Curry Pizza with Cranberry Chutney & Labneh


This fall, I made the mistake of telling Burton that I could never have too many pumpkins. Never ever. Too many pumpkins? No such thing, nope, since they’re by far one of my favorite things to cook and just generally look at/be in the presence of. Pumpkin finds its way into everything I make: pesto, hot sauce, soup, nut butters, granola, ravioli filling, this curry of course, and even face masks…the list goes on and on.  We were eating at least 3-5 a week but still there were more. Every few days he’d get home from work after stopping at a farm stand with another arm load or, more than once, the whole back seat of the car full. I was beside myself, wondering equally about what I did to make this man love me so much and about what I was going to do with, or where I was even going to find room for, the forever multiplying pile of pumpkins. And it didn’t stop in the kitchen. Walking out the front door and you were greeted by ones the size of your torso perched all around the porch, and then you step into the rogue pumpkin patch that was the front yard.

The apartment was overflowing with pumpkins and still, though mostly under control, very much is. And while I loved every minute of it, it definitely opened up my mind to the possibility of ‘too many pumpkins’.


The other day I roasted 3 and made a monstrous batch of my favorite curry, which you may recognize from one of my first posts (Pumpkin Curry with Coconut/Sorghum Rice and Pomegranate). It’s so good it’s indescribable, so I’m not going to bother trying..just do yourself a favor and make week’s worth at a time, since it freezes/re-heats perfectly. And to quote a caption from my Instagramthat $1 pumpkin at a farm stand is a treasure trove of ~$13 worth of food at Whole Foods (organic pumpkin puree is $3+/can and pumpkin seeds are $12/pound). Gutting a pumpkin? Priceless. Buy local happinessimg_2451

Other than the pumpkin curry, this beautiful little pizza is topped with diced red bell pepper, tons of cilantro and dollops of cranberry chutney and labneh. The cranberry chutney is sweet yet tart, vinegary, spicy and gingery (aka the perfect topping for this deeply rich and creamy curry). Labneh, if you’re not familiar with it, is a type of strained yogurt very popular in the Middle East. It’s got a velvety texture, lends just enough moisture to the pizza and a little bit of welcomed spice-relief for your tongue. img_2457img_2463img_2462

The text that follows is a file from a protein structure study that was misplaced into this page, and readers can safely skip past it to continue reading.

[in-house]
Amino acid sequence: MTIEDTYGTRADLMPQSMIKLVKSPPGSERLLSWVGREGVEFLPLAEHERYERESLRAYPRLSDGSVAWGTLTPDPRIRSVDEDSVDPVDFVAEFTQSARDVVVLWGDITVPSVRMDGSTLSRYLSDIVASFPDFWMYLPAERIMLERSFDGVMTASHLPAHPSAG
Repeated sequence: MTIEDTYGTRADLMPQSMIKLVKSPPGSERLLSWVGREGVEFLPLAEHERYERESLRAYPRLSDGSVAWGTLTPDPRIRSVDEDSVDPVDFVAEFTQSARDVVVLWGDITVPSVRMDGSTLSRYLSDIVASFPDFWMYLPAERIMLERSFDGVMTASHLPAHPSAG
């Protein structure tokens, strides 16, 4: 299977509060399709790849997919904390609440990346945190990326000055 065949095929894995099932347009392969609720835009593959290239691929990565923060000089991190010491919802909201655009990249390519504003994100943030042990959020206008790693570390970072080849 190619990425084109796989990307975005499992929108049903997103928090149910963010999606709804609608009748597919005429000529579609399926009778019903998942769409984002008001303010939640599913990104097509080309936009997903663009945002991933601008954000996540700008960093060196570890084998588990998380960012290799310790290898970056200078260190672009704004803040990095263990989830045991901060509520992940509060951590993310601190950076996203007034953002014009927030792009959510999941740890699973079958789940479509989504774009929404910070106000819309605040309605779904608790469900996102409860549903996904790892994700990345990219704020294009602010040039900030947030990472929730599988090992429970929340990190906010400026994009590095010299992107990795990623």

Curry Pizza with Cranberry Chutney & Labneh


pizza crust (find in my previous pizza posts: Artichoke Heart Pesto Pizza and Breakfast Pizza)

1 cup pumpkin curry (recipe here: Pumpkin Curry with Coconut/Sorghum Rice and Pomegranate)

1 tbsp butter, melted (optional)

1/8th of a red bell pepper, diced

2-3 tbsp cranberry chutney (recipe below)

1/4 cup of labneh or thick/strained yogurt

1/4 cup chopped cilantro

Preheat oven to 550. Roll out pizza pretty thin then brush with the melted butter. Spread with the pumpkin curry evenly, dollop with the cranberry chutney (making sure to have at least a little on each piece) then top with red bell peppers. Bake for 10 minutes. Dollop on the labneh and bake for 2-3 minutes more. Immediately top with cilantro after removing from oven. Serve.

Cranberry Chutney


1 small apple, cored and chopped into small pieces

1 cup fresh cranberries

3 cloves garlic

1 tsp fennel seeds

1/4 cup apple cider vinegar

3 tbsp brown sugar

zest from one lemon

2 tbsp grated ginger

Put all ingredients into a small sauce pan then bring to a boil. Reduce to a simmer and cook for 15-20 minutes, then mash. Keep refrigerated.

4 Comments Add yours

  1. This looks absolutely amazing. I need this in my life.

    Liked by 2 people

  2. Mary Hess says:

    You are amazing. Ian is so blessed.


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